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Vanity plates
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Years ago, when non-traditional license plates were first authorized in South Carolina, they were called “vanity plates” because many people who bought them put their initials on them. Since then, the specialty plate trend has grown to the point that the Palmetto State has more than 300 different varieties, ranging from NASCAR fans to Boykin Spaniel owners to Jimmy Buffett mavens. Law enforcement officers are finally starting to say enough is enough, the problem being that the plethora of plates is aborting the original mission of having them: to identify cars.

Rep. Michael Pitts of Laurens County is sponsoring legislation that would raise the number of plates to 700, but at the same time he’s agreeing with the fact that the abundance of different designs is making it tough on cops. On this one, we’re going to side with the cops … and with common sense. Certainly there’s no great harm in showing loyalty to one’s cause, whether it’s an alma mater or a dog or a musician. But the administrative headache has to be severe for the DOT, and the entire cache of having a “vanity plate” has lost a bit of its luster when there are tens of thousands of cars driving around in South Carolina sporting such advertisements.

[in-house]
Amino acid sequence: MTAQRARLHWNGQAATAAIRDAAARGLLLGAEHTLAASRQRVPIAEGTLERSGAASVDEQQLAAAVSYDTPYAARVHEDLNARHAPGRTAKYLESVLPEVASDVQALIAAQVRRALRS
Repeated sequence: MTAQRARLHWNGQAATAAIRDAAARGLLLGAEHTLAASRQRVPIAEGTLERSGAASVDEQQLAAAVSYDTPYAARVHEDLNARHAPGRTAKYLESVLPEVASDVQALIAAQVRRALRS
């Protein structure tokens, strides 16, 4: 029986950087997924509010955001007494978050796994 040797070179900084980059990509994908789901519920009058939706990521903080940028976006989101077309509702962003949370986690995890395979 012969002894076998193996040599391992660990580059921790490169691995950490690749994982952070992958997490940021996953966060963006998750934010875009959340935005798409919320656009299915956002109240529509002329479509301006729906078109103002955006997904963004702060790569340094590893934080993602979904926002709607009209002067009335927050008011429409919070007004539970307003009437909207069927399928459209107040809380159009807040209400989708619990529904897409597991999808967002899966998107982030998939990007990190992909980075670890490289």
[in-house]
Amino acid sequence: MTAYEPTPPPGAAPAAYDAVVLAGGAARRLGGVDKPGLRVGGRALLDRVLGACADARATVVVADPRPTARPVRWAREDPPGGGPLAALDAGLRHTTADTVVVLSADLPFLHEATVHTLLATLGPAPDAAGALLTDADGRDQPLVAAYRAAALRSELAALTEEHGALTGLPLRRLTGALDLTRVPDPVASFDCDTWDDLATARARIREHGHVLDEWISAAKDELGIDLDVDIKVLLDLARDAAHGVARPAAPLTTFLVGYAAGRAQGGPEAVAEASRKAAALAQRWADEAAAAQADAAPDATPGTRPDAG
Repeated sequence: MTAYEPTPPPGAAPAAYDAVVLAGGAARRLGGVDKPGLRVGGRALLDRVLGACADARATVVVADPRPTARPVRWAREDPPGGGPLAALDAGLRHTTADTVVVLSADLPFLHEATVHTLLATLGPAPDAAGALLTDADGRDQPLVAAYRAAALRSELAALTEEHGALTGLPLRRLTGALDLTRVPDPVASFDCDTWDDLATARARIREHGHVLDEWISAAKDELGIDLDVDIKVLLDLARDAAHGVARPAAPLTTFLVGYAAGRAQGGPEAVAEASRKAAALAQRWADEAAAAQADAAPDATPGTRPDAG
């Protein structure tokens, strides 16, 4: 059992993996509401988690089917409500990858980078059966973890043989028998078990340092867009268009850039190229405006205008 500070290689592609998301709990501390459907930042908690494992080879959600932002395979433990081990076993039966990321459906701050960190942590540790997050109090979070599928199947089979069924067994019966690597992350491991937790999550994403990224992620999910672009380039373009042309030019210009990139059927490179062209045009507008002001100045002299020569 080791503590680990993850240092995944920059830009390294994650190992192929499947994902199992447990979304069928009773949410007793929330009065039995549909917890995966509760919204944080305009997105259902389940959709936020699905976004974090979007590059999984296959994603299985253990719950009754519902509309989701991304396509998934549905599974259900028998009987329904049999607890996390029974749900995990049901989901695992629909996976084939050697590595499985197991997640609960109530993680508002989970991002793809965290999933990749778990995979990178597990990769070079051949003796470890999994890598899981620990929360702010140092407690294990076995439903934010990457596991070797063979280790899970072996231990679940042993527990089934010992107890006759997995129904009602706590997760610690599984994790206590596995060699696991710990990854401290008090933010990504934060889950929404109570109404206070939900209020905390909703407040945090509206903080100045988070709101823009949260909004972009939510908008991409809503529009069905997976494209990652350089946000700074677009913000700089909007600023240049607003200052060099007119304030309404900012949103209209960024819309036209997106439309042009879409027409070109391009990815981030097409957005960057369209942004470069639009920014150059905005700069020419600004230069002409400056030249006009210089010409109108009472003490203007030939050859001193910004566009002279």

We don’t see anything wrong with going back to the old way of doing things, with a standard plate that is easily identifiable. Folks who want to advertise a viewpoint can use bumper stickers or those little magnetic signs that adhere to the sides or backs of cars. That would ease identification problems for police, save the state a lot of headaches and still allow people to announce to the world the things they believe in.